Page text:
# [Tutor] Problem with "input" in Python 3

Wayne Werner waynejwerner at gmail.com
Mon Feb 15 14:10:57 CET 2010

```On Mon, Feb 15, 2010 at 6:09 AM, Peter Anderson <
peter.anderson at internode.on.net> wrote:

> Hi!
>
> I am trying to teach myself how to program in Python using Zelle's "Python
> Programming: An Introduction to Computer Science" (a very good text). At the
> same time I have decided to start with Python 3 (3.1.1). That means that I
> have to convert Zelle's example code to Python 3 (which generally I cope
> with).
>
> I'm hoping that somebody can help with what's probably a very simple
> problem. There is a quadratic equation example involving multiple user
> inputs from the one "input" statement. The code works fine with Python 2.5
> but when I convert it to Python 3 I get error messages. The code looks like:
>
> 05 import math
> 06
> 07 def main():
> 08 print("This program finds the real solutions to a quadratic\n")
> 09
> 10 a, b, c = input("Please enter the coefficients (a, b, c): ")
> 11
> 12 '''
> 13 a = int(input("Please enter the first coefficient: "))
> 14 b = int(input("Please enter the second coefficient: "))
> 15 c = int(input("Please enter the third coefficient: "))
> 16 '''
> 17
> 18 discrim = b * b - 4 * a * c
> 19 ...
>
> 25 main()
>
> Lines 08 to 12 are my Python 3 working solution but line 06 does not work
> in Python 3. When it runs it produces:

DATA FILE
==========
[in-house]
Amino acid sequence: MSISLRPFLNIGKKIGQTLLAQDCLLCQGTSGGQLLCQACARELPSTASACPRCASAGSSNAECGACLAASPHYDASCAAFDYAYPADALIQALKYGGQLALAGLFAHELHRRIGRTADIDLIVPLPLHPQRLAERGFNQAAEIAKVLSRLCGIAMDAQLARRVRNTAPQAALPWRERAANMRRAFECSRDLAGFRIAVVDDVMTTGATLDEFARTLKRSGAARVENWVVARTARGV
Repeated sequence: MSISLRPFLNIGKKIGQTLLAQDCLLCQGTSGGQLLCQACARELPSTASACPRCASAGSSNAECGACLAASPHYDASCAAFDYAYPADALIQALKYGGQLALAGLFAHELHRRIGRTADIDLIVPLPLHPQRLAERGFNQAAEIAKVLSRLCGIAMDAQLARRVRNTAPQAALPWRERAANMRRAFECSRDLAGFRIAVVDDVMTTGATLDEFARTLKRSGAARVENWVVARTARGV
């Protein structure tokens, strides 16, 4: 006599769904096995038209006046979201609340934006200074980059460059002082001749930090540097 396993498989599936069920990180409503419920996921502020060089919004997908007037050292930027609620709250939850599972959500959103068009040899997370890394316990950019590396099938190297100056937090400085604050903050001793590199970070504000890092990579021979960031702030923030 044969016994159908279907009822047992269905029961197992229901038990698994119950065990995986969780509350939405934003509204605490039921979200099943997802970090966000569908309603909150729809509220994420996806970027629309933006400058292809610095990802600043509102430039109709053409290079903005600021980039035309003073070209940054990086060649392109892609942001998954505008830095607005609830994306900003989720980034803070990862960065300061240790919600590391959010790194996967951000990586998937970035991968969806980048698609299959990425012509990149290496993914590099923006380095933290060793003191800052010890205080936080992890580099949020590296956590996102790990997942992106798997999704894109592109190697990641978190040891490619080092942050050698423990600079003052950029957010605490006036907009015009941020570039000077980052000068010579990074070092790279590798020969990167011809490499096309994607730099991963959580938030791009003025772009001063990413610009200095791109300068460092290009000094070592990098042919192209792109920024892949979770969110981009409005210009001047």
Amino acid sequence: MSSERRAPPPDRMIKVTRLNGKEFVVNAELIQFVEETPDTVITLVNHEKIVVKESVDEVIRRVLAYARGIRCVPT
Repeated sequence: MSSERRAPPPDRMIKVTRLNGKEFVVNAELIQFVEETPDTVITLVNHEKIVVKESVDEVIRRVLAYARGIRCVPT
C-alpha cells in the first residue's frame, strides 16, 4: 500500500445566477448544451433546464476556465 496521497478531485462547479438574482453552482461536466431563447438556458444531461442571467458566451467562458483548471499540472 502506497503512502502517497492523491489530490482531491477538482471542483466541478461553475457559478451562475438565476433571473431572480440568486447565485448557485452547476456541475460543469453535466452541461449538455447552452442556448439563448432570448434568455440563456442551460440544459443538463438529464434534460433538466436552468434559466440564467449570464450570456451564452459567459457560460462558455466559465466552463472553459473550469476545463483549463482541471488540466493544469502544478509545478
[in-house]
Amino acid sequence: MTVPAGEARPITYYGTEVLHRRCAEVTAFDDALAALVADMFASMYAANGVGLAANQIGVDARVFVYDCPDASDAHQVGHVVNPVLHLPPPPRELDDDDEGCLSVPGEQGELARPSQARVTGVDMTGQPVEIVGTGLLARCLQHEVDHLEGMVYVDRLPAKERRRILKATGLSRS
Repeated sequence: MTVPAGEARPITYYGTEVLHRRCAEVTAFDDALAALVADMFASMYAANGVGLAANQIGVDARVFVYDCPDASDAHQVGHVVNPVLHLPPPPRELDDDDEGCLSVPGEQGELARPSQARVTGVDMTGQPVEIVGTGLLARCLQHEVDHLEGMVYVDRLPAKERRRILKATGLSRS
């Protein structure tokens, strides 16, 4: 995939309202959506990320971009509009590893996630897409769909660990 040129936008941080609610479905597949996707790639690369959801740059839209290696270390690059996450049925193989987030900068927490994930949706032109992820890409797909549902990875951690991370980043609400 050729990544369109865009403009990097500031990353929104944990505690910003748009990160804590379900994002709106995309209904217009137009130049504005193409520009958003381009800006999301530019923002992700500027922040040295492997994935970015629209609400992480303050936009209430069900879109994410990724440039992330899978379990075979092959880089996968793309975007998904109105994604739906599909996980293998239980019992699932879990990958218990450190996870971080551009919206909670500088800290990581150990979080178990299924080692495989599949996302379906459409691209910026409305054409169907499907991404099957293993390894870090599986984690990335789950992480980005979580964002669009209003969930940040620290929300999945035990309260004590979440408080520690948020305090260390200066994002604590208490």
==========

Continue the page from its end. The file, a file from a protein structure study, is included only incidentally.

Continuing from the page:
>
> Please enter the coefficients (a, b, c): 1,2,3
> Traceback (most recent call last):
> File "C:\Program Files\Wing IDE 101 3.2\src\debug\tserver\_sandbox.py",
> line 25, in <module>
> File "C:\Program Files\Wing IDE 101 3.2\src\debug\tserver\_sandbox.py",
> line 10, in main
> builtins.ValueError: too many values to unpack
> >>>
>
> Clearly the problem lies in the input statement. If I comment out line 10
> and remove the comments at lines 12 and 16 then the program runs perfectly.
> However, I feel this is a clumsy solution.
>
> Could somebody please guide me on the correct use of "input" for multiple
> values.
>

First off, it's much healthier to use "raw_input", and then try to convert
it (float, int, whatever).

Example:
In [1]: x = input("Test: ")
Test: print "Ha ha, this is some input"
------------------------------------------------------------
File "<string>", line 1
print "Ha ha, this is some input"
^
SyntaxError: invalid syntax

In [3]: x = raw_input("Test: ")
Test: print "ha ha, this is some raw_input"

In [4]: x
Out[4]: 'print "ha ha, this is some raw_input"'

The first one is susceptible to people inserting malicious code (at least in
pre-3.0 versions).

The reason your code is throwing an error is input (or raw_input) gives you
one value, and you're trying to assign it to three variables.

If you want to get 3 floating point values, the most concise (but maybe not
so readable if you're not familiar with the syntax) is probably this:

a, b, c = [float(x) for x in raw_input("Please enter (a, b, c): ").split()]

Example:

In [6]: a, b, c = [float(x) for x in raw_input("Please enter (a, b, c):
").split()]
Please enter (a, b, c): 3.1 2.99 1

In [7]: a
Out[7]: 3.1000000000000001

In [8]: b
Out[8]: 2.9900000000000002

In [9]: c
Out[9]: 1.0

to understand what the above code is doing:

print raw_input("Please enter (a,b, c): ")
print raw_input("Please enter (a,b, c): ").split()
print [x for x in raw_input("Please enter (a,b, c): ").split()]
print [float(x) for x in raw_input("Please enter (a,b, c): ").split()]

HTH,
Wayne
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